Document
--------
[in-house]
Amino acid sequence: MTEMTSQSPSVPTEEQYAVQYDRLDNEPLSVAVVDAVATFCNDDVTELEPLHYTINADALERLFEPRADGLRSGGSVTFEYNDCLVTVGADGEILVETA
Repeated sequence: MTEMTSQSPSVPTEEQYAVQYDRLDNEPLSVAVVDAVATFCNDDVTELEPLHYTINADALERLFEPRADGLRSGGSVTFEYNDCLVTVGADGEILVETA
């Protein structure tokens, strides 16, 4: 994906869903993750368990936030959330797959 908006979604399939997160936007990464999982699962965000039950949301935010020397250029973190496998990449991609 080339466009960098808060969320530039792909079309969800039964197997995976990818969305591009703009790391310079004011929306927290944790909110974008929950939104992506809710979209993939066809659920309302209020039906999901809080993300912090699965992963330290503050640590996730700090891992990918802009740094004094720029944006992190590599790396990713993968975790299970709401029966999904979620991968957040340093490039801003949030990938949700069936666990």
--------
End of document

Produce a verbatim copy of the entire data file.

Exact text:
[in-house]
Amino acid sequence: MTEMTSQSPSVPTEEQYAVQYDRLDNEPLSVAVVDAVATFCNDDVTELEPLHYTINADALERLFEPRADGLRSGGSVTFEYNDCLVTVGADGEILVETA
Repeated sequence: MTEMTSQSPSVPTEEQYAVQYDRLDNEPLSVAVVDAVATFCNDDVTELEPLHYTINADALERLFEPRADGLRSGGSVTFEYNDCLVTVGADGEILVETA
């Protein structure tokens, strides 16, 4: 994906869903993750368990936030959330797959 908006979604399939997160936007990464999982699962965000039950949301935010020397250029973190496998990449991609 080339466009960098808060969320530039792909079309969800039964197997995976990818969305591009703009790391310079004011929306927290944790909110974008929950939104992506809710979209993939066809659920309302209020039906999901809080993300912090699965992963330290503050640590996730700090891992990918802009740094004094720029944006992190590599790396990713993968975790299970709401029966999904979620991968957040340093490039801003949030990938949700069936666990």